Why wasn't I allowed to compete at Commonwealth Games? asks Derry cyclist Marcus Christie

Disappointed Derry cyclist Marcus Christie believes he’s owed an explanation after his Commonwealth Games dreams were dashed by a shock omission from the NI team competing in Birmingham.

By Michael Wilson
Friday, 5th August 2022, 11:41 am
Updated Friday, 5th August 2022, 11:45 am
Bready time trial specialist Marcus Christie was devastated to miss out on selection for TeamNI at this week's Commonwealth Games in Birmingham.
Bready time trial specialist Marcus Christie was devastated to miss out on selection for TeamNI at this week's Commonwealth Games in Birmingham.

Christie, recognised as one of Ireland top time trialists, cut a frustrated spectator this week as the NI team took part in the TT, road race and mountain bike disciplines while the 31-year-old Bready rider - who has twice smashed four-time Olympian David McCann’s Irish 25 mile TT record over the past 18 months - sat at home with little or no explanation for his non-selection.

Christie’s misery was compounded when two of the Northern Irish team, JB Murphy and Lydia Boylan, were forced to withdraw by injury prior to the Games yet no replacements were called up to the originally eight strong NI Cycling team.

“It has been a bit of a disaster for me,” admitted Christie, who has been riding with Banbridge C.C. this season, “I’ve been trying to find out the reasons for not making the team over the last month because I don’t really understand it.

“It has been around six weeks since I was informed I wasn’t selected via a generic email one Friday afternoon. It was as simple as ‘You haven’t been selected’ and I was surprised. There was a right of appeal which I tried to use but they came back and said my case didn’t warrant an appeal which was another big disappointment.

“I tried contacting the various bodies involved in the selection process for clarification and because I was ready and willing to travel after the team lost two riders but heard nothing back. There doesn’t seem to be any logic, especially not replacing the injured riders.”

Christie, who was part of Ireland’s Road World Championships team in Belgium back in September 2021, finished seventh at the last Commonwealth Games in Australia and had set his sights on challenging for a medal this time out given his form over the last two years, form which included that fantastic 45:45 to beat McCann’s 13 year-old Irish record. The local rider also claimed a bronze medal behind Nicolas Roche and Ryan Mullan at last year’s National Championship and regularly went under the 50-minute Commonwealth requirement mark.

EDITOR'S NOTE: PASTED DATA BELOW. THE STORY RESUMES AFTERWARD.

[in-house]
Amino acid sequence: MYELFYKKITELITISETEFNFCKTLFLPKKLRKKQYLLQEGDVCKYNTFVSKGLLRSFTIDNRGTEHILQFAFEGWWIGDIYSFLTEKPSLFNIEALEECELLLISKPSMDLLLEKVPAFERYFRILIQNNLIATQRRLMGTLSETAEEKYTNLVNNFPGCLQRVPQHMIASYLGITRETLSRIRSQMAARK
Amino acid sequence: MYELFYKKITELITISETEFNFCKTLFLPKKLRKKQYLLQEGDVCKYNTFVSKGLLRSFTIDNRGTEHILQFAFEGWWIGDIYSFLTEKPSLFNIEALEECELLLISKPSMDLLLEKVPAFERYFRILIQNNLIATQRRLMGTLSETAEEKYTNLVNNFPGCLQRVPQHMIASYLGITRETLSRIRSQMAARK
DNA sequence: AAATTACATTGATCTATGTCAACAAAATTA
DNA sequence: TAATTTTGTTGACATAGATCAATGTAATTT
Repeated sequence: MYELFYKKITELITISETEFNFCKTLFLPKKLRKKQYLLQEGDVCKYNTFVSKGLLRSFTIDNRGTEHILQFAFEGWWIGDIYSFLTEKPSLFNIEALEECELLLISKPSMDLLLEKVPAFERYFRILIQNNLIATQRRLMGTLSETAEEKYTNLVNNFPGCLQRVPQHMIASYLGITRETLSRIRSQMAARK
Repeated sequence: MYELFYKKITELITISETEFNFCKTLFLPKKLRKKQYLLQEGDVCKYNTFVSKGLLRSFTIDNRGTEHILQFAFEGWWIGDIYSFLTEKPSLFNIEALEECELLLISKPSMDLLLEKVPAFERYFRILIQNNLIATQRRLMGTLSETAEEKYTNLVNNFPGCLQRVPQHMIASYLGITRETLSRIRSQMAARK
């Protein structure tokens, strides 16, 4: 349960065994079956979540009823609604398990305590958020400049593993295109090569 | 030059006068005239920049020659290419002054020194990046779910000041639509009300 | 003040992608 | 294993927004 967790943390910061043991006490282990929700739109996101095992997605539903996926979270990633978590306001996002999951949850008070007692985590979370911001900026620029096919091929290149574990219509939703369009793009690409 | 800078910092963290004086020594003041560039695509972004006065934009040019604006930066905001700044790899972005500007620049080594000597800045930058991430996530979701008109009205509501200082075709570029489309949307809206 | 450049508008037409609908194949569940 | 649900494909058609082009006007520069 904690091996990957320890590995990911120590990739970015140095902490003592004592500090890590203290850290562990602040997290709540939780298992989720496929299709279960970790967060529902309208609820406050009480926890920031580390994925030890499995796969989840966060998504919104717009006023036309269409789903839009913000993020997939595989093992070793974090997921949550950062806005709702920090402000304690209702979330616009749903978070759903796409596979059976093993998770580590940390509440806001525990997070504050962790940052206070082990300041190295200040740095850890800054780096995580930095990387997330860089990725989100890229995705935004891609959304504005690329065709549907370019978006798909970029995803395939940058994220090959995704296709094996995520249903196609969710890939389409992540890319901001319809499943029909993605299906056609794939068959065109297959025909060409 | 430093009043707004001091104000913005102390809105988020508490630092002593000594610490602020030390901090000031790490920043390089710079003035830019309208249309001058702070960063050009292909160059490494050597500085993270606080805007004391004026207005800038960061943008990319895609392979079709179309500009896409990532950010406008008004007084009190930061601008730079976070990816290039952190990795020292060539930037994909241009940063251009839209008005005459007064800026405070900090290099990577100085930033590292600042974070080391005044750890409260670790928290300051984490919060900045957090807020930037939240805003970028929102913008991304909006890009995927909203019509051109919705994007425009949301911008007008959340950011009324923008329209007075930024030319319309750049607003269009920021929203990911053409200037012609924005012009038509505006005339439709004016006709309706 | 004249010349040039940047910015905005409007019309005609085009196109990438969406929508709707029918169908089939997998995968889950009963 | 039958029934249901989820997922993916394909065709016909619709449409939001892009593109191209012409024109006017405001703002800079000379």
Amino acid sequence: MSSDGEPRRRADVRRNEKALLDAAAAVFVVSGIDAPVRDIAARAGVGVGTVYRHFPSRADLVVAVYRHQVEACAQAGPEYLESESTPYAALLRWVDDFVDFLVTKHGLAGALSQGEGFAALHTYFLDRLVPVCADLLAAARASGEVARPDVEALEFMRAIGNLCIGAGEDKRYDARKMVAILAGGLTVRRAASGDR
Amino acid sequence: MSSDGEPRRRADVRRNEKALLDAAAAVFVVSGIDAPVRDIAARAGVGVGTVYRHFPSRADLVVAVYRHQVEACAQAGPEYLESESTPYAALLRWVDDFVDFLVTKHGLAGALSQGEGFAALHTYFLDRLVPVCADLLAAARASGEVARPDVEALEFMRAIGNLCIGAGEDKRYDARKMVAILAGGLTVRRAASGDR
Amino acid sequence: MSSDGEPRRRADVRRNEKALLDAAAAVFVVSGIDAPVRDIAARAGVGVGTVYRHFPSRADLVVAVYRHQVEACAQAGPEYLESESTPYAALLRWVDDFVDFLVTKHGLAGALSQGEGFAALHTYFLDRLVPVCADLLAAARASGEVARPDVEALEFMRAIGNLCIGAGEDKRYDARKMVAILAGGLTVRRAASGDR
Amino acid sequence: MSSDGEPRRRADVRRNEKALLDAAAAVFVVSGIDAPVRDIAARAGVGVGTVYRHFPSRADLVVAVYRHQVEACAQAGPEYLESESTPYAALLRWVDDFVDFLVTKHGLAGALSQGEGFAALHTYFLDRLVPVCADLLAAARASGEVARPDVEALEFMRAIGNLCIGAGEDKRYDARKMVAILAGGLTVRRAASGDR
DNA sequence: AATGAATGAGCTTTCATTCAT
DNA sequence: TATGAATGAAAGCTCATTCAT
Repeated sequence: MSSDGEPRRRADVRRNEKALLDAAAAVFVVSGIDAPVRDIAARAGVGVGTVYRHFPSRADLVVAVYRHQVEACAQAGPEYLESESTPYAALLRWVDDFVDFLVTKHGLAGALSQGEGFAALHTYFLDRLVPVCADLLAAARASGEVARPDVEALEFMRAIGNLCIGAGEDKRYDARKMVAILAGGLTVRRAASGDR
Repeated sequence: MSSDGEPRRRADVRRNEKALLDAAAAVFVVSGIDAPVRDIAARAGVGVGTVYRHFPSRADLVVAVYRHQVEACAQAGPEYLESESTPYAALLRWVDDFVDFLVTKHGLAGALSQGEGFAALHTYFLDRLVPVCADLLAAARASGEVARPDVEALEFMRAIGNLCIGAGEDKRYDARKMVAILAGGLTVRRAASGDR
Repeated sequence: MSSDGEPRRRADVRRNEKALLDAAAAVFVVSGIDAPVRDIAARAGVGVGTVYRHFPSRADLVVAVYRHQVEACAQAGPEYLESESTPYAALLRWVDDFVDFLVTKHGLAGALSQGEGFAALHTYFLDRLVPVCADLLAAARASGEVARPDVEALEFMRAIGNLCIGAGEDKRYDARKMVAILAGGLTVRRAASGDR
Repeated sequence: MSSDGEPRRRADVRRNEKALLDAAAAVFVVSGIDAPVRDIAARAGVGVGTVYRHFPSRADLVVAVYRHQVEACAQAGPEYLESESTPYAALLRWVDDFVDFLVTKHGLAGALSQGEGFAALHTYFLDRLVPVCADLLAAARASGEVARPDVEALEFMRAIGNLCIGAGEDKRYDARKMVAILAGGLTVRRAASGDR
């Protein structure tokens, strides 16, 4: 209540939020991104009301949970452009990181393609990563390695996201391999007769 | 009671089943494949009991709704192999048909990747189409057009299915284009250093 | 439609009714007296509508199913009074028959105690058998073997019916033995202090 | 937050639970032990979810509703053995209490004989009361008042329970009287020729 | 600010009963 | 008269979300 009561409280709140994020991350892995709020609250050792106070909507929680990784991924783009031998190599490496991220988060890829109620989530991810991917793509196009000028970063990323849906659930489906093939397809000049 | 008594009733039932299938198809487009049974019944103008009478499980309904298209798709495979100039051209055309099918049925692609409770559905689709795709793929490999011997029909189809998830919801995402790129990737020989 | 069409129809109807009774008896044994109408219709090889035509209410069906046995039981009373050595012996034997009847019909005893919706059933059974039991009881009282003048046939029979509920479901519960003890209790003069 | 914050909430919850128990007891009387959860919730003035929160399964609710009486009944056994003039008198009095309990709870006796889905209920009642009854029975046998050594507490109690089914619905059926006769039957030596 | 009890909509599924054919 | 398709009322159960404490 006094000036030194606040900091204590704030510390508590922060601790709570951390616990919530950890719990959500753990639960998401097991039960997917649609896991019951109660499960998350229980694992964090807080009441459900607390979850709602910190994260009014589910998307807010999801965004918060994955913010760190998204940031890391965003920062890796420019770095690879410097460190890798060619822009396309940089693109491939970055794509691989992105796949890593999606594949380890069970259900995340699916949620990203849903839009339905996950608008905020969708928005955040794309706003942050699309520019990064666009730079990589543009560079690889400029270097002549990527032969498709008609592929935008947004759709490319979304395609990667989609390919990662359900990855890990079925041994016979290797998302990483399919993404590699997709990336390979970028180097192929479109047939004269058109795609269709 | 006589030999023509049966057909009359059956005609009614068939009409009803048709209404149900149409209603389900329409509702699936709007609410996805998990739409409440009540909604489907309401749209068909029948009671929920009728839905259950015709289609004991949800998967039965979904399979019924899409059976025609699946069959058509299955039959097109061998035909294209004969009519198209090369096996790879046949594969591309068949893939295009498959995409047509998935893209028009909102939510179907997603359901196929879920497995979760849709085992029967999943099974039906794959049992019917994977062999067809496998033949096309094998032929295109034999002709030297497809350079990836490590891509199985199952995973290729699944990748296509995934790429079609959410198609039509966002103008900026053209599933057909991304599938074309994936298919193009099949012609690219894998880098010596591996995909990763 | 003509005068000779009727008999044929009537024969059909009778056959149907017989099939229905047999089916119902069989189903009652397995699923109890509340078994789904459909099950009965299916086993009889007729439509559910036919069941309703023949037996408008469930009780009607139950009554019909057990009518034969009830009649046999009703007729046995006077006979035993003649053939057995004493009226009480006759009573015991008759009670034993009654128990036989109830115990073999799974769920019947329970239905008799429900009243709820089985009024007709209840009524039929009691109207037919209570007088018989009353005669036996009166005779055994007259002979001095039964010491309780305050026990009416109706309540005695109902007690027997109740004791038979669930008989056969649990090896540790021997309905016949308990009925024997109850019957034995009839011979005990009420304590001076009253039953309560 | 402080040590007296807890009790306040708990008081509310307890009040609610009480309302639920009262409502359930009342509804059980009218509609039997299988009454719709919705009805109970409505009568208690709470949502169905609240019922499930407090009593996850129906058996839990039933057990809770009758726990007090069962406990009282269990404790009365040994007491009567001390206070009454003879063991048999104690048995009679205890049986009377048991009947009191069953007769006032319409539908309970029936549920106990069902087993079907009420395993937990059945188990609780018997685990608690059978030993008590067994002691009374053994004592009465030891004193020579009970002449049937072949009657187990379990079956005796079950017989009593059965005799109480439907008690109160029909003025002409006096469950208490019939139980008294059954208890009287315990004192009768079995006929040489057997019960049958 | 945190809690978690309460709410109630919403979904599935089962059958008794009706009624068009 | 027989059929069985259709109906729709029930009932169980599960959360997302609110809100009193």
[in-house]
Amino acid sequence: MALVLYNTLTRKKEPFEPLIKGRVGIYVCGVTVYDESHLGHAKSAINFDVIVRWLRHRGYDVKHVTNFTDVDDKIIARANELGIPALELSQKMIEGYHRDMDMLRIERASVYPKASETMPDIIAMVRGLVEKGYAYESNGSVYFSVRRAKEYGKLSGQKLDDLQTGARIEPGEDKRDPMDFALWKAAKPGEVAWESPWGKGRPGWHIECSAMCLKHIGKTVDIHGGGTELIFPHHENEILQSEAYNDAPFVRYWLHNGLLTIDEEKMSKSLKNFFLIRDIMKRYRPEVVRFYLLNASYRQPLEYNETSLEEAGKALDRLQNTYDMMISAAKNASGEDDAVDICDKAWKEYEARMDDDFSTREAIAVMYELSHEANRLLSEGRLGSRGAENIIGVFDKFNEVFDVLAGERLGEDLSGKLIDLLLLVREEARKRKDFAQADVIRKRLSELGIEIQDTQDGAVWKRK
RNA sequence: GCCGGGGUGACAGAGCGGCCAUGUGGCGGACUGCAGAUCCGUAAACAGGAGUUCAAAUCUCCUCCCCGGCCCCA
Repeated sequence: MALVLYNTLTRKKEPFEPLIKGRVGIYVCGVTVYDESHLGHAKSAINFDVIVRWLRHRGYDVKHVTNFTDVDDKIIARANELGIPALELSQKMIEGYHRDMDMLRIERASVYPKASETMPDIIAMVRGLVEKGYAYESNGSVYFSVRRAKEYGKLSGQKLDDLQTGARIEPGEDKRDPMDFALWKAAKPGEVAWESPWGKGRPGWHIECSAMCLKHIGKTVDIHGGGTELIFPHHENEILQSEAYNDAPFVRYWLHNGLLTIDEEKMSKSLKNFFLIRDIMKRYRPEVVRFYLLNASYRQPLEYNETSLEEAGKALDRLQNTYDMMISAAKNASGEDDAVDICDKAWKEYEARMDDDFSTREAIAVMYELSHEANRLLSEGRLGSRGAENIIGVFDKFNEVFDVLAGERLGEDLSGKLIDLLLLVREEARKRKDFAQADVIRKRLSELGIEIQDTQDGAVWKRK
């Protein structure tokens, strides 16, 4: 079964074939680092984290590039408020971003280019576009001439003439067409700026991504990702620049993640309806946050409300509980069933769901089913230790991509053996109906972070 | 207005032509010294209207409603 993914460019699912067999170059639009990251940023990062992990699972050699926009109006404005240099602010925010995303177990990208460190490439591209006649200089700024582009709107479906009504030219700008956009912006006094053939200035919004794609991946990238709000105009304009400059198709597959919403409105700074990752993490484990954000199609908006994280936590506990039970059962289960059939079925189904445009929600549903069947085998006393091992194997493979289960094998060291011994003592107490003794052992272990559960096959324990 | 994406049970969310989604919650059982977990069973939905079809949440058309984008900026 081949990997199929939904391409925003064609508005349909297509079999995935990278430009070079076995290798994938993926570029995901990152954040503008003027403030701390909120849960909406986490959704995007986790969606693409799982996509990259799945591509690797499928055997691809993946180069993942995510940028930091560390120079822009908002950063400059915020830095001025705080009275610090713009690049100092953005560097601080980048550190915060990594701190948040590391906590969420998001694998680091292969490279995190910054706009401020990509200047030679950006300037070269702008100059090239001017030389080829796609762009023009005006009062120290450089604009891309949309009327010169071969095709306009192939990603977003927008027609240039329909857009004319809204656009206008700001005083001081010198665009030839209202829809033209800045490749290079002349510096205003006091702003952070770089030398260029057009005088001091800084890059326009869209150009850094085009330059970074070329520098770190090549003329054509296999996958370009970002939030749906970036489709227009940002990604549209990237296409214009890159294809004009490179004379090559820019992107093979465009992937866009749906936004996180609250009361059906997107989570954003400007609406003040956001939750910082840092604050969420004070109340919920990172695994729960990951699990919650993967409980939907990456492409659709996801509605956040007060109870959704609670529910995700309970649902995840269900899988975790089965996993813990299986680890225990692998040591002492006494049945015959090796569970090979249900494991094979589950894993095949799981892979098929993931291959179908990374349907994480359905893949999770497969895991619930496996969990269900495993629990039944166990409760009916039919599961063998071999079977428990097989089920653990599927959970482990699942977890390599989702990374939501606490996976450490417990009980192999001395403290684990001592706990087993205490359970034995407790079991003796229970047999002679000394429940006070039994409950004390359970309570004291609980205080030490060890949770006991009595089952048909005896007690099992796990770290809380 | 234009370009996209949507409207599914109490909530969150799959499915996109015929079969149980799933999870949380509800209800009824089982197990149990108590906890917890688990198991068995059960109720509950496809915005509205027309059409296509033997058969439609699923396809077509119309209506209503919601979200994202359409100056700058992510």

“It feels like the goalposts have been constantly moving because I really smashed the qualification criteria so I can’t explain what I am not in the team,” reflected Christie.

“If you look at the criteria, the first point for consideration is medal potential and the next is ‘Top 8’ potential. I have already been seventh in a Commonwealth Games without being fully prepared on a course that didn’t suit me. I’m going much better now than I was in 2018.

“I smashed all the criteria they set to make the team. If you read my facebook page, there are a lot of very knowledgeable cyclists completely perplexed as to why I didn’t make the team. My best time inside the Commonwealth qualifying period was 45min 45 seconds. That was in England at a race Cycling Ireland sent me to in order to show I was ready for the World Championships. Before that I did a 46:30 in Ballymena which broke the Irish record originally.

“I got a medal at the National Championships last year behind Mullan and Roche and those two are the calibre of rider that was going to be riding in the Commonwealths. I was only one minute behind Mullan and I was thinking if I could work on a few things like aerodynamics and stuff I hadn’t focused on at that point, I might have been able to close the gap further so I was in a good position to go.”

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“There was room for Darren and myself to both do it. If you look at the Scottish team, they had three riders doing the time trial and I think I could definitely have improved on my seventh,” he adds, “When I queried it, one reason offered was they don’t see me as being able to compete in four years time at the next Games which is bizarre logic if true. Can you imagine Jurgen Klopp sitting Mo Salah down to tell him he’s not being picked for a 2022 final because he wouldn’t be at his best in 2026!

“Or as one top coach said to me, can you imagine them saying to Bradley Wiggins in 2012, ‘Brad you could win the TT tomorrow but in four years you’ll be retired so I don’t think you’re going to start!’

“Without sounding conceited, over the last two years I have been the fastest time trialist in Northern Ireland. Back in 2018 I hadn’t had the run in performances I have had this time around and I managed seventh yet they seem to be saying I have declined since 2018. That’s frustrating.

“I’ve worked hard to get myself in what I consider the best shape possible, I’ve met all the criteria and then it’s taken away without any reason given. The very least I think I deserve is an explanation.”

The 'Journal' contacted TeamNI for comment but has not yet received a response.